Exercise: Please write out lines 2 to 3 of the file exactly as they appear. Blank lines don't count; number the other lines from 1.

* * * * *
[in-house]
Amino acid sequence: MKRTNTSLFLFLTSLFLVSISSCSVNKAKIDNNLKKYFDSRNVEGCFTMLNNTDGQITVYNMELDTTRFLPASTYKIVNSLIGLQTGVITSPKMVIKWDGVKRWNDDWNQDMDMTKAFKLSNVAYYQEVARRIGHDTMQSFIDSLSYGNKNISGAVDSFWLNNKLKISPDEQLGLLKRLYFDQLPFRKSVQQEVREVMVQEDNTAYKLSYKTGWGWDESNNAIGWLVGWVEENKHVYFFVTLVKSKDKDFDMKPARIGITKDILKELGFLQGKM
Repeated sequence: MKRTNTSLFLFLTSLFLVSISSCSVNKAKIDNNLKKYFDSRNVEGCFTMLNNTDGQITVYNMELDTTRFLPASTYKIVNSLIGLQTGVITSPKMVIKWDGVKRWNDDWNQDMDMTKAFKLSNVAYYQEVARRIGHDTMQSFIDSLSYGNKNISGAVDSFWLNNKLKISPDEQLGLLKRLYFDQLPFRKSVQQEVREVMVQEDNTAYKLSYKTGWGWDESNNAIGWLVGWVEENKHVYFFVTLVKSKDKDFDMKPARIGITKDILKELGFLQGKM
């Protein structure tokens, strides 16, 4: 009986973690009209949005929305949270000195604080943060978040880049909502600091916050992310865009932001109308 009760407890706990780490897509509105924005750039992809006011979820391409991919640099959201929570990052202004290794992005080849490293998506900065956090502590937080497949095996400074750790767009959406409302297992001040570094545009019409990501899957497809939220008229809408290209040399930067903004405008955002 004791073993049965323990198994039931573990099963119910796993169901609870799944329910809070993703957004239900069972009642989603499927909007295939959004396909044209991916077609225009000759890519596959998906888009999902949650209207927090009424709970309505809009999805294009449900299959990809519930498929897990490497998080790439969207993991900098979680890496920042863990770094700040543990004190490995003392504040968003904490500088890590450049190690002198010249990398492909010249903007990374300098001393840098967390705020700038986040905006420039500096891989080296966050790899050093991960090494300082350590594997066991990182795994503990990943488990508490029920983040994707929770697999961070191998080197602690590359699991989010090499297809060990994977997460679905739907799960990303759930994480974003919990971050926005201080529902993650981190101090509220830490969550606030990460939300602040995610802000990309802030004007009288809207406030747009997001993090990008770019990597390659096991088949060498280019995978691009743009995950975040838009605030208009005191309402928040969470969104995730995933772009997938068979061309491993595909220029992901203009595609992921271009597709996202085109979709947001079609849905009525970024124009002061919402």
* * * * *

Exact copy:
Amino acid sequence: MKRTNTSLFLFLTSLFLVSISSCSVNKAKIDNNLKKYFDSRNVEGCFTMLNNTDGQITVYNMELDTTRFLPASTYKIVNSLIGLQTGVITSPKMVIKWDGVKRWNDDWNQDMDMTKAFKLSNVAYYQEVARRIGHDTMQSFIDSLSYGNKNISGAVDSFWLNNKLKISPDEQLGLLKRLYFDQLPFRKSVQQEVREVMVQEDNTAYKLSYKTGWGWDESNNAIGWLVGWVEENKHVYFFVTLVKSKDKDFDMKPARIGITKDILKELGFLQGKM
Repeated sequence: MKRTNTSLFLFLTSLFLVSISSCSVNKAKIDNNLKKYFDSRNVEGCFTMLNNTDGQITVYNMELDTTRFLPASTYKIVNSLIGLQTGVITSPKMVIKWDGVKRWNDDWNQDMDMTKAFKLSNVAYYQEVARRIGHDTMQSFIDSLSYGNKNISGAVDSFWLNNKLKISPDEQLGLLKRLYFDQLPFRKSVQQEVREVMVQEDNTAYKLSYKTGWGWDESNNAIGWLVGWVEENKHVYFFVTLVKSKDKDFDMKPARIGITKDILKELGFLQGKM